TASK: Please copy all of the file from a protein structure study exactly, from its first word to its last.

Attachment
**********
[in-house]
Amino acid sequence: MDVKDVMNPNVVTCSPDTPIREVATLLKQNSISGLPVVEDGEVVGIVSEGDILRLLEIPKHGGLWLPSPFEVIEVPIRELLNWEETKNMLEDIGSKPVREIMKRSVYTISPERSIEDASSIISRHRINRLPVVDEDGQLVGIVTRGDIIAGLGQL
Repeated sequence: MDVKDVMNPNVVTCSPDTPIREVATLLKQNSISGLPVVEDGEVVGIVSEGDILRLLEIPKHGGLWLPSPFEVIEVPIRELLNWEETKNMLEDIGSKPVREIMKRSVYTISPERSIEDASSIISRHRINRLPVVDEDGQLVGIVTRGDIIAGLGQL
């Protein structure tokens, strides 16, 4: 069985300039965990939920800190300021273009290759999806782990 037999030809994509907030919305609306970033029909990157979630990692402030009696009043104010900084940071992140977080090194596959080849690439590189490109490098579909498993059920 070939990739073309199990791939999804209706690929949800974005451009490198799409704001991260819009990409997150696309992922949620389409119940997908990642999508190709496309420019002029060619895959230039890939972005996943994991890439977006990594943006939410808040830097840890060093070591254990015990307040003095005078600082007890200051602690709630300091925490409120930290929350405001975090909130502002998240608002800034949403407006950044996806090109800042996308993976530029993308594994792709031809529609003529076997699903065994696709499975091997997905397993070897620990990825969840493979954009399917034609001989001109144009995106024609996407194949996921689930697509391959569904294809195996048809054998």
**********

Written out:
[in-house]
Amino acid sequence: MDVKDVMNPNVVTCSPDTPIREVATLLKQNSISGLPVVEDGEVVGIVSEGDILRLLEIPKHGGLWLPSPFEVIEVPIRELLNWEETKNMLEDIGSKPVREIMKRSVYTISPERSIEDASSIISRHRINRLPVVDEDGQLVGIVTRGDIIAGLGQL
Repeated sequence: MDVKDVMNPNVVTCSPDTPIREVATLLKQNSISGLPVVEDGEVVGIVSEGDILRLLEIPKHGGLWLPSPFEVIEVPIRELLNWEETKNMLEDIGSKPVREIMKRSVYTISPERSIEDASSIISRHRINRLPVVDEDGQLVGIVTRGDIIAGLGQL
């Protein structure tokens, strides 16, 4: 069985300039965990939920800190300021273009290759999806782990 037999030809994509907030919305609306970033029909990157979630990692402030009696009043104010900084940071992140977080090194596959080849690439590189490109490098579909498993059920 070939990739073309199990791939999804209706690929949800974005451009490198799409704001991260819009990409997150696309992922949620389409119940997908990642999508190709496309420019002029060619895959230039890939972005996943994991890439977006990594943006939410808040830097840890060093070591254990015990307040003095005078600082007890200051602690709630300091925490409120930290929350405001975090909130502002998240608002800034949403407006950044996806090109800042996308993976530029993308594994792709031809529609003529076997699903065994696709499975091997997905397993070897620990990825969840493979954009399917034609001989001109144009995106024609996407194949996921689930697509391959569904294809195996048809054998």